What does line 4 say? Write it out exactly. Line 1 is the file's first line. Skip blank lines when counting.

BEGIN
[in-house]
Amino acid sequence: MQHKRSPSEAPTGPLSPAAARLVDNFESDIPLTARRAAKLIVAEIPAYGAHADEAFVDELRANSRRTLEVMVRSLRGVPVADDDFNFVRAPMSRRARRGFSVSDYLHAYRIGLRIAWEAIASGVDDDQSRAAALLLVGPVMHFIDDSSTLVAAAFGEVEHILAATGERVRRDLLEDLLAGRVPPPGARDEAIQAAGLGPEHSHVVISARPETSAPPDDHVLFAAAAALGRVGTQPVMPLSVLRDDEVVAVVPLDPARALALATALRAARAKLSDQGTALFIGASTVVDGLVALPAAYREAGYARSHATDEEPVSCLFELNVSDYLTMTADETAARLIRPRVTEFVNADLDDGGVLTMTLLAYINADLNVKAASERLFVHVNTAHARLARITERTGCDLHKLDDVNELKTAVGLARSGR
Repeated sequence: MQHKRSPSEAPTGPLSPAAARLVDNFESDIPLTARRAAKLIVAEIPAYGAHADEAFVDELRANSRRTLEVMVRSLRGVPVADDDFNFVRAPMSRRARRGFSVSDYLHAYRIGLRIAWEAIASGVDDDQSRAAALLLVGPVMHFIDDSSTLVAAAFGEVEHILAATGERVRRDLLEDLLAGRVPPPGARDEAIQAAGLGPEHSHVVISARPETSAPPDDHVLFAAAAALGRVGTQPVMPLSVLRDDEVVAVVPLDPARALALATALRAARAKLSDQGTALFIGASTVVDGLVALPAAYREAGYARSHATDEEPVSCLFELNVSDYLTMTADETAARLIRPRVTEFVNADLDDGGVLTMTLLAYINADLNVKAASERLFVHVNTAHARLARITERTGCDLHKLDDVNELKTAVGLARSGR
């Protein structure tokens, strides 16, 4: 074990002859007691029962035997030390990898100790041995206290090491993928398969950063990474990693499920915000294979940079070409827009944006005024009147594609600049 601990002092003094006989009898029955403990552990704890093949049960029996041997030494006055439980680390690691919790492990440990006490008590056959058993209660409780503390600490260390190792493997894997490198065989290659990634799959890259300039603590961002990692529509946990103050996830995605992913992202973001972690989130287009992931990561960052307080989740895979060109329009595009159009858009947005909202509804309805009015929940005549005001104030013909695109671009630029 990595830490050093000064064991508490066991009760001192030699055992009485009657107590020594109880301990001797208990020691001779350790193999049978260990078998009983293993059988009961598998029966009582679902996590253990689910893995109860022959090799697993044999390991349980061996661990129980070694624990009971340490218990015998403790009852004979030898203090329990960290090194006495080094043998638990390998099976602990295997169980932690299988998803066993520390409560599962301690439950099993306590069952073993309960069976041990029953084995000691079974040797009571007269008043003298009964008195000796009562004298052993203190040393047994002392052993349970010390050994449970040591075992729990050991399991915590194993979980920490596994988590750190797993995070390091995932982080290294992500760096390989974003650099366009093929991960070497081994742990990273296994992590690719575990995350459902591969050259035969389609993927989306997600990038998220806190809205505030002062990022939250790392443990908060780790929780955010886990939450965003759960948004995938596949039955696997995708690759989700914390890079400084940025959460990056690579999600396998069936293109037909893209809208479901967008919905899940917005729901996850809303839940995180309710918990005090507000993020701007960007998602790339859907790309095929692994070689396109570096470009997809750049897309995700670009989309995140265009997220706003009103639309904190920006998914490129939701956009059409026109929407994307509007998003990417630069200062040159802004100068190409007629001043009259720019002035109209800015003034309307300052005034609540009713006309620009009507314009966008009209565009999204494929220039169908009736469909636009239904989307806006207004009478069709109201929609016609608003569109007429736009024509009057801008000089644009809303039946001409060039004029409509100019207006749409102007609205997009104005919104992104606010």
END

């Protein structure tokens, strides 16, 4: 074990002859007691029962035997030390990898100790041995206290090491993928398969950063990474990693499920915000294979940079070409827009944006005024009147594609600049 601990002092003094006989009898029955403990552990704890093949049960029996041997030494006055439980680390690691919790492990440990006490008590056959058993209660409780503390600490260390190792493997894997490198065989290659990634799959890259300039603590961002990692529509946990103050996830995605992913992202973001972690989130287009992931990561960052307080989740895979060109329009595009159009858009947005909202509804309805009015929940005549005001104030013909695109671009630029 990595830490050093000064064991508490066991009760001192030699055992009485009657107590020594109880301990001797208990020691001779350790193999049978260990078998009983293993059988009961598998029966009582679902996590253990689910893995109860022959090799697993044999390991349980061996661990129980070694624990009971340490218990015998403790009852004979030898203090329990960290090194006495080094043998638990390998099976602990295997169980932690299988998803066993520390409560599962301690439950099993306590069952073993309960069976041990029953084995000691079974040797009571007269008043003298009964008195000796009562004298052993203190040393047994002392052993349970010390050994449970040591075992729990050991399991915590194993979980920490596994988590750190797993995070390091995932982080290294992500760096390989974003650099366009093929991960070497081994742990990273296994992590690719575990995350459902591969050259035969389609993927989306997600990038998220806190809205505030002062990022939250790392443990908060780790929780955010886990939450965003759960948004995938596949039955696997995708690759989700914390890079400084940025959460990056690579999600396998069936293109037909893209809208479901967008919905899940917005729901996850809303839940995180309710918990005090507000993020701007960007998602790339859907790309095929692994070689396109570096470009997809750049897309995700670009989309995140265009997220706003009103639309904190920006998914490129939701956009059409026109929407994307509007998003990417630069200062040159802004100068190409007629001043009259720019002035109209800015003034309307300052005034609540009713006309620009009507314009966008009209565009999204494929220039169908009736469909636009239904989307806006207004009478069709109201929609016609608003569109007429736009024509009057801008000089644009809303039946001409060039004029409509100019207006749409102007609205997009104005919104992104606010």